What is escrow?
Escrow refers to something of value (usually money) held by a third party on behalf of other people who are negotiating a deal.
Escrow can be thought of as a place of safekeeping, so when two sides are working out a deal, they know that the items they are discussing are not suddenly taken back or altered.
Many different things can be put in escrow, including a deed, stock, or money. Putting these items in escrow means putting them into the hands of a third party until the completion of certain conditions.
Escrow is often used in real estate. For example, if the sale of a house has certain conditions, such as a home inspection, the buyer and seller may use escrow. In this case, the buyer of the property will deposit their payment for the house in an escrow account held by a third party. This assures the seller that the buyer is capable of making payment. Once all conditions of the sale are completed, the escrow transfers the payment to the seller, and title (ownership) is transferred to the buyer.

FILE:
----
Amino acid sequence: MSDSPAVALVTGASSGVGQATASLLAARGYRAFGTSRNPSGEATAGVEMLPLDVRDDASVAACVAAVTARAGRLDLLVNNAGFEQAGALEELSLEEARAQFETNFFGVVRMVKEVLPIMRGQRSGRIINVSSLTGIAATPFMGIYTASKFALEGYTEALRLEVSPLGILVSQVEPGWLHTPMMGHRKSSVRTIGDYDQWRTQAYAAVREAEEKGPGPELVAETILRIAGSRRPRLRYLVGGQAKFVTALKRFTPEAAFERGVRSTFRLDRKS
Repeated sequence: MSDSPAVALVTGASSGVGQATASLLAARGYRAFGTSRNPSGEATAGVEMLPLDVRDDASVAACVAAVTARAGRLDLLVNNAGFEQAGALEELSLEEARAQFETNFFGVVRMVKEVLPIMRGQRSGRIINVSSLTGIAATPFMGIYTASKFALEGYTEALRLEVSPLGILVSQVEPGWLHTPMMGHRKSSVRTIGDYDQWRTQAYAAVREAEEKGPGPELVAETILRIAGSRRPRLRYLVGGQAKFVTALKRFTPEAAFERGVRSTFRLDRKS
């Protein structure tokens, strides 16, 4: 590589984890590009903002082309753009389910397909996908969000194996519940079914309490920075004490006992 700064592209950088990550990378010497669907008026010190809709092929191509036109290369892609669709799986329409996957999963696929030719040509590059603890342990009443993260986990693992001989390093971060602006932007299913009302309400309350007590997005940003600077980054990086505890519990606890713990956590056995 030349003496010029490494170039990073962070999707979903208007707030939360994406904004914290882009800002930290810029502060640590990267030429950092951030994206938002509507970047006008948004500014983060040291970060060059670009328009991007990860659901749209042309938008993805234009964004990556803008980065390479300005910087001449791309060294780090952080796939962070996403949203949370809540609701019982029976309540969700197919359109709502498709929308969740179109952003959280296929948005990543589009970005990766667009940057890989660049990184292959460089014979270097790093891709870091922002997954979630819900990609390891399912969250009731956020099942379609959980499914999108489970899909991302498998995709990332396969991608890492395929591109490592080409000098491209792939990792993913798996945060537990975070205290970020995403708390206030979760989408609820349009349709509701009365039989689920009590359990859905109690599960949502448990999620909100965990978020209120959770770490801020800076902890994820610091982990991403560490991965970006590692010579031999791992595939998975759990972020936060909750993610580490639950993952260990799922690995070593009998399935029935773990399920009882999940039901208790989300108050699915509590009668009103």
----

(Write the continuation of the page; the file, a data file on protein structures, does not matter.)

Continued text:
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Besides real estate, escrow can also be used in the following transactions:
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- The word “escrow” is derived from the Middle English word “escrowl,” meaning “scroll” in Modern English. Other variants of the term include the Anglo-Norman term “escrowe” and the French term “escroue.” All of them translate to “scroll,” which basically refers to a checklist (similar to today’s escrow instructions).
- Escrows were originally established in the United States as “mortgage payment escrows” during the Great Depression (1930s) as a way to force homeowners to save enough money to pay their taxes by spreading out the payments into smaller amounts.